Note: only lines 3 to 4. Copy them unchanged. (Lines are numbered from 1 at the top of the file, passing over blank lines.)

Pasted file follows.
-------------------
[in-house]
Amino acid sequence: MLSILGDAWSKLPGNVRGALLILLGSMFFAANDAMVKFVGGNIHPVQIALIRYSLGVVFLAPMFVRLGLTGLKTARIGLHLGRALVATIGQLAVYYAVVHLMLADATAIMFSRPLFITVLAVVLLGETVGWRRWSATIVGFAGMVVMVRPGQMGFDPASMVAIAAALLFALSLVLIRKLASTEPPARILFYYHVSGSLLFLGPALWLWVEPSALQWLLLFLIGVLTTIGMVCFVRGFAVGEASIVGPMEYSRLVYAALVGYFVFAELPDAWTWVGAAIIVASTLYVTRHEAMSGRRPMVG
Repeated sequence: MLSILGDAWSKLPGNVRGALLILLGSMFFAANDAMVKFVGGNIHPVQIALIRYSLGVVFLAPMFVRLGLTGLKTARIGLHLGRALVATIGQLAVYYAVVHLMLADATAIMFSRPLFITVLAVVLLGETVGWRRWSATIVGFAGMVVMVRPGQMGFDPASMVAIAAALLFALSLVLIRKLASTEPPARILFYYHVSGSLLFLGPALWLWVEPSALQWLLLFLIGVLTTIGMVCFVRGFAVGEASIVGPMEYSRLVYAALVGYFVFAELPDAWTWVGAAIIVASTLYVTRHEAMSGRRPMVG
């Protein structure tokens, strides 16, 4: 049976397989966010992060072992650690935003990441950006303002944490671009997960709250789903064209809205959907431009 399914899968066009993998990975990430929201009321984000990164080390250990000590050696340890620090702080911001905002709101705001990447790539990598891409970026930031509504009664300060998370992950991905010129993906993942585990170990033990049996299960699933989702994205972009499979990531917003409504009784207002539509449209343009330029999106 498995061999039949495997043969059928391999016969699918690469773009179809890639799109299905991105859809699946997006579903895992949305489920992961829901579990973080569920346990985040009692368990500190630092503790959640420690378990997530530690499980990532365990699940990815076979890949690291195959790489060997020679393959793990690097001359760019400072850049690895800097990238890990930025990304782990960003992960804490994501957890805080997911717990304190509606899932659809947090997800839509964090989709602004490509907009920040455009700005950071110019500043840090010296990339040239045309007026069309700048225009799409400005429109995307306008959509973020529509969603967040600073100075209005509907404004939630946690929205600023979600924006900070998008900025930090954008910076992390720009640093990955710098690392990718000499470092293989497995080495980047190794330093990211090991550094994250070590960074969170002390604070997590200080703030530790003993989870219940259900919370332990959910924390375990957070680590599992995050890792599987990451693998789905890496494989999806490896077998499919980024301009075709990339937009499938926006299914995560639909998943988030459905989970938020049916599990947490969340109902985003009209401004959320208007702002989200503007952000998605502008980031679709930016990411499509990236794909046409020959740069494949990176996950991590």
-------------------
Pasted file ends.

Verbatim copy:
Repeated sequence: MLSILGDAWSKLPGNVRGALLILLGSMFFAANDAMVKFVGGNIHPVQIALIRYSLGVVFLAPMFVRLGLTGLKTARIGLHLGRALVATIGQLAVYYAVVHLMLADATAIMFSRPLFITVLAVVLLGETVGWRRWSATIVGFAGMVVMVRPGQMGFDPASMVAIAAALLFALSLVLIRKLASTEPPARILFYYHVSGSLLFLGPALWLWVEPSALQWLLLFLIGVLTTIGMVCFVRGFAVGEASIVGPMEYSRLVYAALVGYFVFAELPDAWTWVGAAIIVASTLYVTRHEAMSGRRPMVG
């Protein structure tokens, strides 16, 4: 049976397989966010992060072992650690935003990441950006303002944490671009997960709250789903064209809205959907431009 399914899968066009993998990975990430929201009321984000990164080390250990000590050696340890620090702080911001905002709101705001990447790539990598891409970026930031509504009664300060998370992950991905010129993906993942585990170990033990049996299960699933989702994205972009499979990531917003409504009784207002539509449209343009330029999106 498995061999039949495997043969059928391999016969699918690469773009179809890639799109299905991105859809699946997006579903895992949305489920992961829901579990973080569920346990985040009692368990500190630092503790959640420690378990997530530690499980990532365990699940990815076979890949690291195959790489060997020679393959793990690097001359760019400072850049690895800097990238890990930025990304782990960003992960804490994501957890805080997911717990304190509606899932659809947090997800839509964090989709602004490509907009920040455009700005950071110019500043840090010296990339040239045309007026069309700048225009799409400005429109995307306008959509973020529509969603967040600073100075209005509907404004939630946690929205600023979600924006900070998008900025930090954008910076992390720009640093990955710098690392990718000499470092293989497995080495980047190794330093990211090991550094994250070590960074969170002390604070997590200080703030530790003993989870219940259900919370332990959910924390375990957070680590599992995050890792599987990451693998789905890496494989999806490896077998499919980024301009075709990339937009499938926006299914995560639909998943988030459905989970938020049916599990947490969340109902985003009209401004959320208007702002989200503007952000998605502008980031679709930016990411499509990236794909046409020959740069494949990176996950991590």